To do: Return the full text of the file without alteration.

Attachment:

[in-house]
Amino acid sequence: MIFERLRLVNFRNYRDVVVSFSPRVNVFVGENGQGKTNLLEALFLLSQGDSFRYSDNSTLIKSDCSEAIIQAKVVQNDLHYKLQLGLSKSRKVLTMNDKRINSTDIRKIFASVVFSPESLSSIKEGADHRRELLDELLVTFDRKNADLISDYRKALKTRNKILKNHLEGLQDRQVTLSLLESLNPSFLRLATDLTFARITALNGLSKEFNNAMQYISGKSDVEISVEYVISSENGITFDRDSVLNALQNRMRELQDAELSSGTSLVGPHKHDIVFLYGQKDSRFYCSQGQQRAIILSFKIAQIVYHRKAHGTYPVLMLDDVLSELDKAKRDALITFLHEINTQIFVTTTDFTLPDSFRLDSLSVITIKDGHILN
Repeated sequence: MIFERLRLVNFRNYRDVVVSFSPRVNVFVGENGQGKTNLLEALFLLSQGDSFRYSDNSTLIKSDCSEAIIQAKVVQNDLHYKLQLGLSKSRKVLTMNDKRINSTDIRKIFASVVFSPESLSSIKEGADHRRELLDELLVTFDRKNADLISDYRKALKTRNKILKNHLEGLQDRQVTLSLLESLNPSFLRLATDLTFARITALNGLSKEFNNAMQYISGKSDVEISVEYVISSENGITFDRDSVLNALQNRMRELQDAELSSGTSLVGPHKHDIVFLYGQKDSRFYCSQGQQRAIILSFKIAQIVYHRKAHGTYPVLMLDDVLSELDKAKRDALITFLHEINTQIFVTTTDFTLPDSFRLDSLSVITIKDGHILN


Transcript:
[in-house]
Amino acid sequence: MIFERLRLVNFRNYRDVVVSFSPRVNVFVGENGQGKTNLLEALFLLSQGDSFRYSDNSTLIKSDCSEAIIQAKVVQNDLHYKLQLGLSKSRKVLTMNDKRINSTDIRKIFASVVFSPESLSSIKEGADHRRELLDELLVTFDRKNADLISDYRKALKTRNKILKNHLEGLQDRQVTLSLLESLNPSFLRLATDLTFARITALNGLSKEFNNAMQYISGKSDVEISVEYVISSENGITFDRDSVLNALQNRMRELQDAELSSGTSLVGPHKHDIVFLYGQKDSRFYCSQGQQRAIILSFKIAQIVYHRKAHGTYPVLMLDDVLSELDKAKRDALITFLHEINTQIFVTTTDFTLPDSFRLDSLSVITIKDGHILN
Repeated sequence: MIFERLRLVNFRNYRDVVVSFSPRVNVFVGENGQGKTNLLEALFLLSQGDSFRYSDNSTLIKSDCSEAIIQAKVVQNDLHYKLQLGLSKSRKVLTMNDKRINSTDIRKIFASVVFSPESLSSIKEGADHRRELLDELLVTFDRKNADLISDYRKALKTRNKILKNHLEGLQDRQVTLSLLESLNPSFLRLATDLTFARITALNGLSKEFNNAMQYISGKSDVEISVEYVISSENGITFDRDSVLNALQNRMRELQDAELSSGTSLVGPHKHDIVFLYGQKDSRFYCSQGQQRAIILSFKIAQIVYHRKAHGTYPVLMLDDVLSELDKAKRDALITFLHEINTQIFVTTTDFTLPDSFRLDSLSVITIKDGHILN